Sunday, April 3, 2016

Books I'm Reading: Arguing About Art

Arguing About Art, subtitled Contemporary Philosophical Debates (edited by Alex Neill and Aaron Ridley, Routledge, Second Edition, 2002), appears to be intended as a textbook, although I didn't know that when I acquired it. How and when this book found a place on my bookshelf now escapes me, but I liked the title. It's a series of paired essays of opposing viewpoints, each preceded by a summary that neatly captures the issues raised. Re-reading these introductory texts after reading the related essays helps retain the main points of each argument.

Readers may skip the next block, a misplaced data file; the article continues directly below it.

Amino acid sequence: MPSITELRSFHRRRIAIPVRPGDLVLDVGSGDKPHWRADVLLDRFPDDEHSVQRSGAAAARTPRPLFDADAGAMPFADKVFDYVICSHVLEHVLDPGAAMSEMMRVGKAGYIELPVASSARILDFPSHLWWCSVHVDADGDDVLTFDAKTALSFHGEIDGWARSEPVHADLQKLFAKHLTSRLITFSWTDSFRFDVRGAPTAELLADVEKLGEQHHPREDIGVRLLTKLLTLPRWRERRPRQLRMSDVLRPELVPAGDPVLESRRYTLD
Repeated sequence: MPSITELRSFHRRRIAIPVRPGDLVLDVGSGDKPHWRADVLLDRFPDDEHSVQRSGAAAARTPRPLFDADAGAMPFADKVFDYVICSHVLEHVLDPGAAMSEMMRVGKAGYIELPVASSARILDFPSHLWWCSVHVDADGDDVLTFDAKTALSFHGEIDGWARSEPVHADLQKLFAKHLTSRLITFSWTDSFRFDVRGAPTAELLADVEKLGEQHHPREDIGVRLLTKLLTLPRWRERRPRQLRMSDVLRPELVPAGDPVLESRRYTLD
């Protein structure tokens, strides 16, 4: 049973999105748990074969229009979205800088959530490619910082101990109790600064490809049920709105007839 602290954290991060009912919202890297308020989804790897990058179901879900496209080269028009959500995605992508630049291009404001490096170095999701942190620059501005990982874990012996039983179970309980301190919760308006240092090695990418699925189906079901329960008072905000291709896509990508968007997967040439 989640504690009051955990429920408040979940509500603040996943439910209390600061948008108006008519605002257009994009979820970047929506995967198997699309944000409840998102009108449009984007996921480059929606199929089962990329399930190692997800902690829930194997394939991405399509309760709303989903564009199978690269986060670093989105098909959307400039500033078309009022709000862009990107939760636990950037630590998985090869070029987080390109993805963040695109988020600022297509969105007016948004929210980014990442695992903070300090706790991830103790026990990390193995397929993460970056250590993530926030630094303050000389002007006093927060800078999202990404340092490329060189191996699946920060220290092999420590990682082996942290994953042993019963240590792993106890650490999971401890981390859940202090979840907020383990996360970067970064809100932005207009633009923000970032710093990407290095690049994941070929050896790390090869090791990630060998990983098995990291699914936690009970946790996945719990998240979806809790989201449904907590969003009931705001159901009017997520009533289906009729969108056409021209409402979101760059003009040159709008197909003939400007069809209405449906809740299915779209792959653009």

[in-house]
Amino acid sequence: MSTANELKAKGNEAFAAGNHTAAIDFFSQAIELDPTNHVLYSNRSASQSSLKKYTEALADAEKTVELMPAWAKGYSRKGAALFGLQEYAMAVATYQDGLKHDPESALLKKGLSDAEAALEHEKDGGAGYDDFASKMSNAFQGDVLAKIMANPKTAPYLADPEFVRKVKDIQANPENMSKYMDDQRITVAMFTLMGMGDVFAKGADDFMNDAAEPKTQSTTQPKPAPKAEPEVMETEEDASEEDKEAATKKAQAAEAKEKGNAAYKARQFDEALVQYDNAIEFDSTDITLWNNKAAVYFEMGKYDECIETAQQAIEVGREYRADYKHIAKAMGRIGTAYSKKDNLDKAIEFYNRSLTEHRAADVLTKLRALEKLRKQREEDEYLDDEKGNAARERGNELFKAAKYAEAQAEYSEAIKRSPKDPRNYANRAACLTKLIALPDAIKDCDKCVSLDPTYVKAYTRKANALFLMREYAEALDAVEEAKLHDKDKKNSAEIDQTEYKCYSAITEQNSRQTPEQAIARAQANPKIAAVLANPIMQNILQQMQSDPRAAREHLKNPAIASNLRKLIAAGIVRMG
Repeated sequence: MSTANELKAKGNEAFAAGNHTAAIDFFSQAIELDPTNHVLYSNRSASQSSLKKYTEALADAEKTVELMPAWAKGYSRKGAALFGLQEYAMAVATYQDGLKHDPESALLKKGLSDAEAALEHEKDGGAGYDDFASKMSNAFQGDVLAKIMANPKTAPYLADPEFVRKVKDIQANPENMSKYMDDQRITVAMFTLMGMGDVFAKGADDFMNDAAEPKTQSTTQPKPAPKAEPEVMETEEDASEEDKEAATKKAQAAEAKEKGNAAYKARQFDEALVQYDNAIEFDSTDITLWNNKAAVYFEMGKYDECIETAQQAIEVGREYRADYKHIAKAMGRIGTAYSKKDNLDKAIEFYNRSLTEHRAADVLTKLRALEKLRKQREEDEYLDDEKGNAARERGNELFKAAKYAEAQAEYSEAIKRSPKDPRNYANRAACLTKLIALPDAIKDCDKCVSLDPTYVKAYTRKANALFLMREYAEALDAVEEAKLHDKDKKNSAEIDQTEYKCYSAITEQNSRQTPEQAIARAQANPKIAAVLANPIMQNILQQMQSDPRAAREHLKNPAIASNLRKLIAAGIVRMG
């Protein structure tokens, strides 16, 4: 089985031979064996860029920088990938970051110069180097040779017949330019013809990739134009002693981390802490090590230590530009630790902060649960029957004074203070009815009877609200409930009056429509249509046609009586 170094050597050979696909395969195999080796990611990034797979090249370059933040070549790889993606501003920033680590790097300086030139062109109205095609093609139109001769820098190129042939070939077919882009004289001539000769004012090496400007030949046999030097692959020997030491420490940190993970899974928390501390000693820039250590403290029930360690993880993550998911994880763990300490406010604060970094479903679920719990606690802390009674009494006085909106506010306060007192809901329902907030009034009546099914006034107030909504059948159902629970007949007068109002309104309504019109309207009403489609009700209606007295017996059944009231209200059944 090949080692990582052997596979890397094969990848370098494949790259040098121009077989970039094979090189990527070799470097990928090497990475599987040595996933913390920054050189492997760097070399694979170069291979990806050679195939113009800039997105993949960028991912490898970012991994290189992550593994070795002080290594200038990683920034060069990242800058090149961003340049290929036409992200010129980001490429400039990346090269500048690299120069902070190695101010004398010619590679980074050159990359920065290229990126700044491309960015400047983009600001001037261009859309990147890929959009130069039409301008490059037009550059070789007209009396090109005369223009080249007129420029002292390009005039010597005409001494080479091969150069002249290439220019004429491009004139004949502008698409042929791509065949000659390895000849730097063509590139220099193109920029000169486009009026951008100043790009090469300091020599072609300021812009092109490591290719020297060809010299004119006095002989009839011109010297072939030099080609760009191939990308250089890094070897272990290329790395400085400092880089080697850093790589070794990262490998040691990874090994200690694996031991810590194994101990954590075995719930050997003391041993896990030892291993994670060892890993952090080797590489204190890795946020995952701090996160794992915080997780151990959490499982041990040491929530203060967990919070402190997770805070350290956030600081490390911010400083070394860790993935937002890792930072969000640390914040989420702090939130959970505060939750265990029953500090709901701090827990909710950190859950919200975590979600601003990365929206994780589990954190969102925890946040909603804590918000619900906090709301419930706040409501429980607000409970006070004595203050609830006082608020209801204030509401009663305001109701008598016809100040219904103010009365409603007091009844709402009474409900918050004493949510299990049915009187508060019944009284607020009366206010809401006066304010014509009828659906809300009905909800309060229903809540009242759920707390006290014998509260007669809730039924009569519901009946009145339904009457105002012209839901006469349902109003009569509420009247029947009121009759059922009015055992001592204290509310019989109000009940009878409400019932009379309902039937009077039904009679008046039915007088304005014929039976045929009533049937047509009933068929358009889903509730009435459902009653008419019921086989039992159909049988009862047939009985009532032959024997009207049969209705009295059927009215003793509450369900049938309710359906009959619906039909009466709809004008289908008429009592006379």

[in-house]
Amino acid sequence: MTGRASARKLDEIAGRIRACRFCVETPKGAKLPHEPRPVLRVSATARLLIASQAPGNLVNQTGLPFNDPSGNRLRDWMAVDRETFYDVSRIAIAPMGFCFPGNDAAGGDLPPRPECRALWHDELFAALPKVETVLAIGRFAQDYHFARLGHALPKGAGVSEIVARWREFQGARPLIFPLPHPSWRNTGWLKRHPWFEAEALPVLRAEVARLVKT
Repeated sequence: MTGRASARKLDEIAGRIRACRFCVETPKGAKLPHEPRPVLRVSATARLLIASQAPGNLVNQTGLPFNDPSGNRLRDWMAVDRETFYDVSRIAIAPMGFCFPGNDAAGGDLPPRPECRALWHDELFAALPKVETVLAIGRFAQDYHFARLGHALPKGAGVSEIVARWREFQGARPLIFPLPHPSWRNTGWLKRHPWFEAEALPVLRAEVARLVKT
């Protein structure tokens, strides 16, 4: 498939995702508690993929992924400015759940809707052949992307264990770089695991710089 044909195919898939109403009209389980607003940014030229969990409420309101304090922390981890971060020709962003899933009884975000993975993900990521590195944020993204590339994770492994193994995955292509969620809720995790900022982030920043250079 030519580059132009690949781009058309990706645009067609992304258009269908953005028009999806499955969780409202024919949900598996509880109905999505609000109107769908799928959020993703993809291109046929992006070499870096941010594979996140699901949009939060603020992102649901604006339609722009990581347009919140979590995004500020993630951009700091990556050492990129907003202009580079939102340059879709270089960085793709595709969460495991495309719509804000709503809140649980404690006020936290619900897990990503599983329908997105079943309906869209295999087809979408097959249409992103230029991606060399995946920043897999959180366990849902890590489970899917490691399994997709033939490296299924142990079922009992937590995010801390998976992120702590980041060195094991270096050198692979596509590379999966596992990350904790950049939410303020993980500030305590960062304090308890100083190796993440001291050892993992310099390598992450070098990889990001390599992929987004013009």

The subjects range widely. The first pair of essays attempts to decide whether food is art. The last section examines questions related to public art, specifically the installation and later removal of Richard Serra's sculpture Tilted Arc, in Washington D.C. (this section differs from the others in that it comprises four sub-sections rather than two—a transcript of hearings about the sculpture, the two main essays, and an essay that looks at the Serra sculpture alongside Maya Lin's Vietnam Veterans' Memorial). In between, writers discuss authentic musical performance; fakes and forgeries; rock music and musical culture (this pair seems dated now); appreciation, understanding, and nature; photography and representation; feelings and fictions (about why we empathize with characters we know to be fictional); the seeming paradox of enjoying horror; sentimentality; art and morality; and feminism and aesthetics. I thought the essays on fakes and forgeries, on photography, on enjoying horror, on sentimentality, and on public art most interesting, but generally worth a read as an introduction to some basic questions in aesthetics.

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